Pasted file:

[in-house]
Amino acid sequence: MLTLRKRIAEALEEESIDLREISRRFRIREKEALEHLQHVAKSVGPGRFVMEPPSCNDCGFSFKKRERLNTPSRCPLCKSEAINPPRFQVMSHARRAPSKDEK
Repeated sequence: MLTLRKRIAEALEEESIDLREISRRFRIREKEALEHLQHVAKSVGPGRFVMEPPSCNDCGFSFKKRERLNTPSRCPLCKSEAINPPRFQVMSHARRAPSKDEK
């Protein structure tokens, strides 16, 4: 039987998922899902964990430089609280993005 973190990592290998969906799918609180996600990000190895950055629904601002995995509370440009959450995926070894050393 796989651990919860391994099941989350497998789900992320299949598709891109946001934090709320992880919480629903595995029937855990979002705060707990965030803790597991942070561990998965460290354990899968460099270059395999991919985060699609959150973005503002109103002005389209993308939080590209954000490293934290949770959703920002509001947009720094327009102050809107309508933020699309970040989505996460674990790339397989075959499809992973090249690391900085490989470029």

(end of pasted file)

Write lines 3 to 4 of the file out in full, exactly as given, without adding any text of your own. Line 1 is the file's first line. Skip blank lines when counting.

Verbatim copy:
Repeated sequence: MLTLRKRIAEALEEESIDLREISRRFRIREKEALEHLQHVAKSVGPGRFVMEPPSCNDCGFSFKKRERLNTPSRCPLCKSEAINPPRFQVMSHARRAPSKDEK
């Protein structure tokens, strides 16, 4: 039987998922899902964990430089609280993005 973190990592290998969906799918609180996600990000190895950055629904601002995995509370440009959450995926070894050393 796989651990919860391994099941989350497998789900992320299949598709891109946001934090709320992880919480629903595995029937855990979002705060707990965030803790597991942070561990998965460290354990899968460099270059395999991919985060699609959150973005503002109103002005389209993308939080590209954000490293934290949770959703920002509001947009720094327009102050809107309508933020699309970040989505996460674990790339397989075959499809992973090249690391900085490989470029």